Jaguar F-Pace SVR
When Jaguar announced it was going to build an SUV it was a worrying prospect – even with the expertise garnered from sister company Land Rover. But when the F-Pace arrived we were amazed at the competence, character and involving drive on offer.
The F-Pace doesn’t actually share all that much with any Land Rover model, instead taking its platform from the XE and XF saloons. That endows it with brilliant road manners matched to poise and composure that belie its size. We’d even go so far as to call it fun.
A range of engines provide generally good economy and performance, but the range-topping SVR is where the performance lies. JLR’s ubiquitous 5-litre supercharged V8 produces 542bhp and 516lb ft of torque, good for a 4.0sec 0-62mph time and a 178mph top speed.
The F-Pace is an impressive handler for such a big car – helped by its lightweight aluminium construction it stays flat and level in the corners, and the rear-biased four-wheel-drive system even allows a modicum of fun.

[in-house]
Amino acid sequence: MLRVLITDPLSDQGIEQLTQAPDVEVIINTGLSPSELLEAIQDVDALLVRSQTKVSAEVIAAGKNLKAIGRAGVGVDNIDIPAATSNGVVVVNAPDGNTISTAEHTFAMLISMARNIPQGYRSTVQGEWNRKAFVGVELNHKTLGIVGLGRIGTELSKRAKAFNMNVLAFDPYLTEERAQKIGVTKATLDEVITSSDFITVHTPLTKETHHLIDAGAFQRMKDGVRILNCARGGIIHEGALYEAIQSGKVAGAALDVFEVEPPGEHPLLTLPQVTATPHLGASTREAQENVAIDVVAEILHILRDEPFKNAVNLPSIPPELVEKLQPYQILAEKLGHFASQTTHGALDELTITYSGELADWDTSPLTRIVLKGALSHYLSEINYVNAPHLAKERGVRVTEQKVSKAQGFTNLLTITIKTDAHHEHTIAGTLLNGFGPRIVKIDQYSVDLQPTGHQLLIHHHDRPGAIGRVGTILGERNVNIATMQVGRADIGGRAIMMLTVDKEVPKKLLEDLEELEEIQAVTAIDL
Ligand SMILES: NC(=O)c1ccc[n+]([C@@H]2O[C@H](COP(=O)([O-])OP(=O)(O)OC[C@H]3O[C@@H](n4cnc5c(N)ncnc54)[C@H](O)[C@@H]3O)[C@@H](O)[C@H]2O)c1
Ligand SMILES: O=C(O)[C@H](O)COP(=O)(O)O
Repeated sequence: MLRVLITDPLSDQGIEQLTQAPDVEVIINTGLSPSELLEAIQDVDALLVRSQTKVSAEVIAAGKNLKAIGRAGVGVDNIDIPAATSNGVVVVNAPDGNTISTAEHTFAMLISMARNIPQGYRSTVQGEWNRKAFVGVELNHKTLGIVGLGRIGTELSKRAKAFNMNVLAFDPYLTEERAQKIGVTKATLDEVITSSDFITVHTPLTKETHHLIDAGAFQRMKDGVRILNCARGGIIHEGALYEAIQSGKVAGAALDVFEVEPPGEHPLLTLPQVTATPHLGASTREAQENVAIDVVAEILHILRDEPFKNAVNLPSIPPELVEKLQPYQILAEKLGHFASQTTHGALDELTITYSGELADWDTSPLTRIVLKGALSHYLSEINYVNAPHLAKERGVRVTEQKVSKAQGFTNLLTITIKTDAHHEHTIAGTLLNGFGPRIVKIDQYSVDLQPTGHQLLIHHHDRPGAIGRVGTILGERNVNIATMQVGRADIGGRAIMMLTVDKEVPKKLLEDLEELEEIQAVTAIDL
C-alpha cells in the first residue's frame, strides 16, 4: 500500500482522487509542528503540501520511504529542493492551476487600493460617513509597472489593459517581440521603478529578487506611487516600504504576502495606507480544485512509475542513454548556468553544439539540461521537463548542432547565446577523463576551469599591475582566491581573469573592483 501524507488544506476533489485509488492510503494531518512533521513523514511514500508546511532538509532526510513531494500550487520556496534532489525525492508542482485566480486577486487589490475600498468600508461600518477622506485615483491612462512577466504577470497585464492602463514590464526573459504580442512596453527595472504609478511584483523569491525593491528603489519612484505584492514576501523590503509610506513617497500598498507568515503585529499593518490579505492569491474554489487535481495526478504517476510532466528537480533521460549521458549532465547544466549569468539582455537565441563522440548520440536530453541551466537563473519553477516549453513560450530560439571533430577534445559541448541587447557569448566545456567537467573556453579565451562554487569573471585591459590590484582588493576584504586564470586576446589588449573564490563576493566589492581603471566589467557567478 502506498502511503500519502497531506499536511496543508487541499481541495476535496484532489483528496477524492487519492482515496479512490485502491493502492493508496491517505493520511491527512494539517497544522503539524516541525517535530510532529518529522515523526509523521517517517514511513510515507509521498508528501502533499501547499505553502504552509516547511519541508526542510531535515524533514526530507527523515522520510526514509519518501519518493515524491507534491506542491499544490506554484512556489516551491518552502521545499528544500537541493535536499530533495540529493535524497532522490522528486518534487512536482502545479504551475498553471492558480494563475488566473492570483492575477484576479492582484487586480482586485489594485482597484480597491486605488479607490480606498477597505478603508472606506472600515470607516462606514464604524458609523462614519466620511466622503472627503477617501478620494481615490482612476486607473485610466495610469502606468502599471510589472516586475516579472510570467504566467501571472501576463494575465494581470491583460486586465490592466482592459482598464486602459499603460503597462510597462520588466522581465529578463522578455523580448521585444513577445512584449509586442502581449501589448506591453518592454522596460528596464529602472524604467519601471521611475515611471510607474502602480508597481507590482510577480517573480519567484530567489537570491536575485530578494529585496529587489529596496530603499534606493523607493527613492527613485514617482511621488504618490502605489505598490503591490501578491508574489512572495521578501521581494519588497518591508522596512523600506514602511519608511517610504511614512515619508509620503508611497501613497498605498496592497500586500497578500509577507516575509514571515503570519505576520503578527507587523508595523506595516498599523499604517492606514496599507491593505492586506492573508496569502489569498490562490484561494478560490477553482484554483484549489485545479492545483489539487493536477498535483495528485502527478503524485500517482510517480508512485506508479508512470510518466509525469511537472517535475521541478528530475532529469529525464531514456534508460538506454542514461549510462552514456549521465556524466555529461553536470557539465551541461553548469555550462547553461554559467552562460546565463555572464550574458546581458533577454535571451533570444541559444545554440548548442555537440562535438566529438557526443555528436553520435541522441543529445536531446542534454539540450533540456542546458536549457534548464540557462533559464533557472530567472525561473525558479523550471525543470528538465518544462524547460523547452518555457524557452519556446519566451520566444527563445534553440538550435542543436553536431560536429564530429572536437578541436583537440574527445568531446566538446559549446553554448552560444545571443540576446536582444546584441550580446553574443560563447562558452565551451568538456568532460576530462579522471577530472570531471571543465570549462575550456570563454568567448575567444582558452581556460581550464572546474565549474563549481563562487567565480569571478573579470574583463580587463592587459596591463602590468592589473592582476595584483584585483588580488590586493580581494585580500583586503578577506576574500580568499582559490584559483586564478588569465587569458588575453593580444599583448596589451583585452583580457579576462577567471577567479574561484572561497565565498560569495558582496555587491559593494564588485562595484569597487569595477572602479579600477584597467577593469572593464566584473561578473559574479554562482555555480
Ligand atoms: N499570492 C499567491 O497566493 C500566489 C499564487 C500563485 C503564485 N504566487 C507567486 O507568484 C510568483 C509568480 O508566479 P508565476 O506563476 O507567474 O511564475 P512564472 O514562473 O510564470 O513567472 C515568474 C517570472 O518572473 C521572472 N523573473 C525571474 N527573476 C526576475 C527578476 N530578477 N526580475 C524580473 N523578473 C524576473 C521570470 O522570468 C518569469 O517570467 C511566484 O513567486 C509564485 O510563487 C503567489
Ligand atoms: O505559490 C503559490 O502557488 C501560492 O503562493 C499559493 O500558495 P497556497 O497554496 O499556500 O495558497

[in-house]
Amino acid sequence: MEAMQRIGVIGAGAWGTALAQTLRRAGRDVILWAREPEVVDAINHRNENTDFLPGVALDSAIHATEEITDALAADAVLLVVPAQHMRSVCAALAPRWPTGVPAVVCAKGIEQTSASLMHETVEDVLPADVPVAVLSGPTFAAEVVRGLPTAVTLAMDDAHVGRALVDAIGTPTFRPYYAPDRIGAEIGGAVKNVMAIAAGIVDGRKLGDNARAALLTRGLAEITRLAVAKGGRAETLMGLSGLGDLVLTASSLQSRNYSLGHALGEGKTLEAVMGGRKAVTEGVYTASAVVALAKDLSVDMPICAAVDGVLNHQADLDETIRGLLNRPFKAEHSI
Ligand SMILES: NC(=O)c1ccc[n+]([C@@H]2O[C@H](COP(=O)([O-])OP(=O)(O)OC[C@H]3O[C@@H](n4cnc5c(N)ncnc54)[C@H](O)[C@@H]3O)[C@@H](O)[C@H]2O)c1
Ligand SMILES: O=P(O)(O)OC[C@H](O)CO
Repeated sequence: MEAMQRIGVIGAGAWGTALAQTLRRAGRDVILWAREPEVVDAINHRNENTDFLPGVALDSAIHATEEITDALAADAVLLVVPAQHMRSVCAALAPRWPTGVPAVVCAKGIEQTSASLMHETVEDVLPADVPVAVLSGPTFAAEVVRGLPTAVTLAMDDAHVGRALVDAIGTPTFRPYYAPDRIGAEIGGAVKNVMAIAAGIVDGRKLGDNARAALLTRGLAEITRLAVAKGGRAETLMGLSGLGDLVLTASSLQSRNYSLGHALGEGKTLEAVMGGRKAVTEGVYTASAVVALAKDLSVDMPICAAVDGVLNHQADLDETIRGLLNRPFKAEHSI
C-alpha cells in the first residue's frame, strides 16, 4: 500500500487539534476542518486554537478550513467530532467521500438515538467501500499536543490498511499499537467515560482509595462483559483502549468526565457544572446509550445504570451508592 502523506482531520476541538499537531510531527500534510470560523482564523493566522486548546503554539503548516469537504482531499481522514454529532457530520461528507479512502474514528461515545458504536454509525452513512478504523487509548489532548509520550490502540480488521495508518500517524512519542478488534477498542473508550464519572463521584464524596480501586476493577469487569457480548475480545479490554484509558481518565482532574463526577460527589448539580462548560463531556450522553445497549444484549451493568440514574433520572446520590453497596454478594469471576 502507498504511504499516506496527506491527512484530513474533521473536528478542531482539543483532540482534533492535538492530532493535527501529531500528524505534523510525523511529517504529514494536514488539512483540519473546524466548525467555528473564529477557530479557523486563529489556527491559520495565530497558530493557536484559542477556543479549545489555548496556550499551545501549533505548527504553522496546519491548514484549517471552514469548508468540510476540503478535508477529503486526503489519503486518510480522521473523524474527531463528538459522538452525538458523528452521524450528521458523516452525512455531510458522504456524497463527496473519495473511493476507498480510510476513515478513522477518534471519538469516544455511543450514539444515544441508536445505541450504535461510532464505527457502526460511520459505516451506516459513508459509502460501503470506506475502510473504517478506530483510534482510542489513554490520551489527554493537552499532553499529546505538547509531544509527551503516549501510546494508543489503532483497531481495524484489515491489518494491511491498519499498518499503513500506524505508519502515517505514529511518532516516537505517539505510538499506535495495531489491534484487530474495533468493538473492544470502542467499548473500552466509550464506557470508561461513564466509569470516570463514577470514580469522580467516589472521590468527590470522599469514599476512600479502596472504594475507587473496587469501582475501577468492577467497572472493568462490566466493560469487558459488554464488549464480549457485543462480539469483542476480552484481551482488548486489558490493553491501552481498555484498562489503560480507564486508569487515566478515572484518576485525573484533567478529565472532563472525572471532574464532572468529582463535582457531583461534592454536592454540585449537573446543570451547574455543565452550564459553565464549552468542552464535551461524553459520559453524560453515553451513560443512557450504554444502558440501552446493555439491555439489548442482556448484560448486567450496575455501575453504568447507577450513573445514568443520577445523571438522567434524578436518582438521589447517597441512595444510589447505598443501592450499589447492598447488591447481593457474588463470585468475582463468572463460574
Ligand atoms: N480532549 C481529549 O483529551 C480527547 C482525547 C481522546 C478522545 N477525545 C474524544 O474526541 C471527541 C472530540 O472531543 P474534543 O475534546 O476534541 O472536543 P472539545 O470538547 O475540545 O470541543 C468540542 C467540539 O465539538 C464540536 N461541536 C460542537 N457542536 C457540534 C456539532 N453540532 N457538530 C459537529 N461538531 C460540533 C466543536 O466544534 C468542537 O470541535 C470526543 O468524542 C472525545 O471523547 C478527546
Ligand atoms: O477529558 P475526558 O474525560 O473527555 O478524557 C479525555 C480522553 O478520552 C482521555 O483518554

Add in good looks, a great interior made even better with the recent facelift, and the space on offer from its practical, boxy body and the F-Pace is a real winner.
Range Rover Sport
The original Range Rover Sport was a strange beast. Based on the same platform as the Land Rover Discovery 4, it lived up to the Range Rover name – but couldn’t truly do ‘sporty’ if its life depended on it due to a monstrous kerb weight.
Aluminium construction has improved the model since, and made it the ideal platform for Land Rover’s SVO division to work its magic on. Rocking the same 567bhp supercharged V8 engine as the Jaguar XJR575, the Sport SVR belies its 2335kg bulk, sending it from standstill to 62mph in only 4.3sec and on to a 162mph top speed.
What sets the SVR apart from other performance SUVs is its ability on the rough stuff. Put simply, it’s near enough unstoppable, and will easily shake off terrain that a BMW X5 M would cower at. It’s a brilliant party trick.